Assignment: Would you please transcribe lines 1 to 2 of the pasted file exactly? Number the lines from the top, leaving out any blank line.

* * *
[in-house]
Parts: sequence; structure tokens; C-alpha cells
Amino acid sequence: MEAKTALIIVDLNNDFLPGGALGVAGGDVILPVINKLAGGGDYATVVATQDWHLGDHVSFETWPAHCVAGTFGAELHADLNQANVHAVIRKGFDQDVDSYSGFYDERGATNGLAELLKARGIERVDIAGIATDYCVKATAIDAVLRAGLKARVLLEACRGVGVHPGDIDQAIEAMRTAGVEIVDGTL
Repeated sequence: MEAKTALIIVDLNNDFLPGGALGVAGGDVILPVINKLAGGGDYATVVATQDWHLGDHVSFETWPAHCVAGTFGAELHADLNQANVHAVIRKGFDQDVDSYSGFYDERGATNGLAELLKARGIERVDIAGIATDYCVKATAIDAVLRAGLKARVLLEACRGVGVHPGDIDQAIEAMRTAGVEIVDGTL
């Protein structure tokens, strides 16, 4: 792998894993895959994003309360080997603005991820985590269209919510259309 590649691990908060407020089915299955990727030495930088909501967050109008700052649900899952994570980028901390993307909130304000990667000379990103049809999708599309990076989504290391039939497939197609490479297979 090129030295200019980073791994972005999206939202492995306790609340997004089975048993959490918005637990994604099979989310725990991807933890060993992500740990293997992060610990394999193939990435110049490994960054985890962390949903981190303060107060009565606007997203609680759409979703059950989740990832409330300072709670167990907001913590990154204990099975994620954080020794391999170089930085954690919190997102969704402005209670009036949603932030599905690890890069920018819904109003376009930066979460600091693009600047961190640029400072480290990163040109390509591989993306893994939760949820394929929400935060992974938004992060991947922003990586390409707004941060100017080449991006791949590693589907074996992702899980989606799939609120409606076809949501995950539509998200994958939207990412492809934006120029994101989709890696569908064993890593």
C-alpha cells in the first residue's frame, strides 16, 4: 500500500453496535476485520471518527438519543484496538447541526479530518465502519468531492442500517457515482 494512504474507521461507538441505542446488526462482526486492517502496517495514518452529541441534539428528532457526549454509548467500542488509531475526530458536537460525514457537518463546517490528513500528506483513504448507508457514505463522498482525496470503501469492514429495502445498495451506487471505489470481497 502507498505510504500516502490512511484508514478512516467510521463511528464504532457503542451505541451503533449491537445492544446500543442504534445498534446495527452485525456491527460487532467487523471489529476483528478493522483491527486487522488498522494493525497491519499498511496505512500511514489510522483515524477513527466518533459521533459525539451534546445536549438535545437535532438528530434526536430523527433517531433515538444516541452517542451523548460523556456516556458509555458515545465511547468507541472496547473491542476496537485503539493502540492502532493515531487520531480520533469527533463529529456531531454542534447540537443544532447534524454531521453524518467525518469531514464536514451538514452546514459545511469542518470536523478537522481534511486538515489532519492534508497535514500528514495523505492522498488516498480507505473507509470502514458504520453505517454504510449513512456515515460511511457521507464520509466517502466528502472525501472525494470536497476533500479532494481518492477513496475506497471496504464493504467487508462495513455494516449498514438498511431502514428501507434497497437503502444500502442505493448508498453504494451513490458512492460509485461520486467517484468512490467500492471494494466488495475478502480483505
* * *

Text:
[in-house]
Parts: sequence; structure tokens; C-alpha cells